Being the king, queen, or president of your own country probably seems like a fun prospect. Having a say on what goes on (and what doesn’t), being important on the world stage, and getting preferential treatment can all make it seem like a fun job to have.
Some people have gone further than just their imagination though, declaring a small piece of land for themselves. The most famous example of this is the Principality of Sealand, a 4 square metre structure located off the coast of Britain in the North Sea.
Sealand was once the home of pirate radio stations, but it now makes its money by selling titles of nobility to people who want to be a Lord or Lady of Sealand.
Comedian Danny Wallace also once made a TV show that followed him in his quest to start the micronation of “Lovely”, which he claimed would be the world’s first “double glazed country”.
While one of these was just a joke, and the other is a disputed territory, there are many well established and recognised micronations in Europe. They are connections to the past, where most of the continent was split into small principalities. Italy alone had dozens of different principalities, with borders changing regularly.
Today these micronations are fully formed countries, it’s just that they’re much smaller than most countries. It makes them unique destinations that are interesting places to visit, explore, and learn about through their history.
Monaco is arguably one of the most famous micronations in the world. It is perceived as a playground for the rich and famous, with many celebrities owning apartments and other properties in the principality.
Every year, it hosts the famous Monaco Grand Prix, a race around the twisting streets and along the waterfront of Monaco.
Monaco is also famous for its Casino de Monte-Carlo, an opulent building with a glamorous history. It is one of the most luxurious settings in the world where you can play English and French roulette, blackjack, craps, and Texas Hold’em. However, you won’t find any of the other types of poker, as is common in other casinos – this place is for traditional games only.
The Principality of Andorra is a 181 square mile micronation that’s located on the border of France and Spain. It is the 6th smallest country on the continent and has a population of around 77,000 people, which is only 48.8% ethnically Andorran. The majority of other groups are made up of people from nearby Spain, Portugal and France.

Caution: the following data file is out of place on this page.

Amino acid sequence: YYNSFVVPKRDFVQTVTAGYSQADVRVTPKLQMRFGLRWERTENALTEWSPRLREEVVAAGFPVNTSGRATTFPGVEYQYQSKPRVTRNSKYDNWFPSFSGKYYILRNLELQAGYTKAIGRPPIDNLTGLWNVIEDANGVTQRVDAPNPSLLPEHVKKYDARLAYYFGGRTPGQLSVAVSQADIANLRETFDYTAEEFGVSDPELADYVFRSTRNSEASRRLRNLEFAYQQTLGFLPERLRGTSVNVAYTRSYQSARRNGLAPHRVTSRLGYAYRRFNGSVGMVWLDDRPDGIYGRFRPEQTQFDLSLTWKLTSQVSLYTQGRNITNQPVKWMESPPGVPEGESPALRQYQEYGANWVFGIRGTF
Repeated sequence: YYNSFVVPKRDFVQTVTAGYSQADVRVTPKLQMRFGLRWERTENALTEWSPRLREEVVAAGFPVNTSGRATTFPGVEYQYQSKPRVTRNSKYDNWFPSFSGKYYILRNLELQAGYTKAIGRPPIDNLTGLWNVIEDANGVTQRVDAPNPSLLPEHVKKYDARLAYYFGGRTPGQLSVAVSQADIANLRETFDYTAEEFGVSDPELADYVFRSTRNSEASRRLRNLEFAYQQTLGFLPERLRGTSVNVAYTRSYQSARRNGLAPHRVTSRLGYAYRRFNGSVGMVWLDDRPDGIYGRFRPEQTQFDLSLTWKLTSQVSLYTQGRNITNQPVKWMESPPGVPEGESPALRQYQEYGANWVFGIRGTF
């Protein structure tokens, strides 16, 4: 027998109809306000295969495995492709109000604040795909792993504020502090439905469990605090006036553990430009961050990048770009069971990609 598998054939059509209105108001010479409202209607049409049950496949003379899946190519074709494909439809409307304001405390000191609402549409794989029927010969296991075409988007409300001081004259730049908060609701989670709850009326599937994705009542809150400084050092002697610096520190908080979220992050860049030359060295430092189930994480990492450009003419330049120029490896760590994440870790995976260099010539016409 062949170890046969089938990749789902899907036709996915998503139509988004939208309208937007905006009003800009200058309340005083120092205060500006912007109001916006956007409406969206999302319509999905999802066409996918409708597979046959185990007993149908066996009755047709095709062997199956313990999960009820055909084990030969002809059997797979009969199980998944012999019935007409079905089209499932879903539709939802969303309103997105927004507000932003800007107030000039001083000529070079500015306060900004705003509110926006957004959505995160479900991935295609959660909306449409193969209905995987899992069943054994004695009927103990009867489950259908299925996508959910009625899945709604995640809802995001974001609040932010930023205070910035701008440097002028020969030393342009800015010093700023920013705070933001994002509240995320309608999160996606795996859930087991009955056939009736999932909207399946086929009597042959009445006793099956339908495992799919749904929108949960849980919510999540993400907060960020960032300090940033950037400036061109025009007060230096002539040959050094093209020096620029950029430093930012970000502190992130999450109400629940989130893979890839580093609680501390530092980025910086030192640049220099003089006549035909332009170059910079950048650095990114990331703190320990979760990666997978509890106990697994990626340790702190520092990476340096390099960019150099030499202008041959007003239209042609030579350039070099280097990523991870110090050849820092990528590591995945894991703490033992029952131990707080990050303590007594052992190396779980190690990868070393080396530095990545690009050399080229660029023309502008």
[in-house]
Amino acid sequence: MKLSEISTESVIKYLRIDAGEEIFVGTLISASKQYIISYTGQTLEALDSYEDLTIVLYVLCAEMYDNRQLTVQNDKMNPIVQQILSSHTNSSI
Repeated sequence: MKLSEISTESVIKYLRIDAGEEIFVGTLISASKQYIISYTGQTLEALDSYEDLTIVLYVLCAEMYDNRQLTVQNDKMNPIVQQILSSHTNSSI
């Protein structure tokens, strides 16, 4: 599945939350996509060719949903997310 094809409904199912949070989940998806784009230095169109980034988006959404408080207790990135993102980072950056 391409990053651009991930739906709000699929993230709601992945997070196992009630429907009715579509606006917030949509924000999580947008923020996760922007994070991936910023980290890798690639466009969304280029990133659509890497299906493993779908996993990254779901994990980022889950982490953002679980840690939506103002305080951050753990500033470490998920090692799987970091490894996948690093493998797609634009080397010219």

It’s a popular tourist destination though, with more than 10 million people visiting the country each year. It shares many cultural similarities with Catalonia, including several festivals. Andorrans also love winter sports like skiing, with many slopes and two resorts located in the Pyrenees mountains.
The Republic of San Marino has been a country since 301 AD when it gained independence from the Roman Empire. It has just 23.6 square miles of land and a population of a little over 33,000.
Like Monaco, it’s had a long history of motorsports, hosting the San Marino Grand Prix at the Imola circuit for many years. This comes as no surprise, since the Sammarinese love their cars. San Marino has the highest rate of car ownership in the world and is the only country to have more vehicles than people.
Being surrounded by Italy on all sides, the two countries share many cultural similarities and have been cooperating economically for centuries. San Marino’s currency is produced by the Italian mint (even before the Euro) and there are no formalities required to cross the border between the two countries.
Tourists can, however, purchase a San Marino stamp for their passports from the tourist office to prove that they’ve been there. Tourism is a large part of the Sammarinese economy, with 22% of its GDP coming from the 2 million people that visit each year.
The Republic of Malta is an archipelago in the Mediterranean Sea comprised of seven different islands. It has a total of 122 square miles of land for its almost 500,000 residents.
It was a British colony between 1813 and 1964, and remains a part of the British Commonwealth today. Unlike other European micronations, Malta is even a full member of the European Union, joining in 2004.
Its location in the Mediterranean makes it a popular destination for tourists who head to the country for its blue seas and golden sands. 1.6 million people flock to the country each year, which has driven a lot of development for hotels.
Micronations make great destinations thanks to their unique status in the world and their tiny size. It’s no wonder that millions pay a visit to them every year.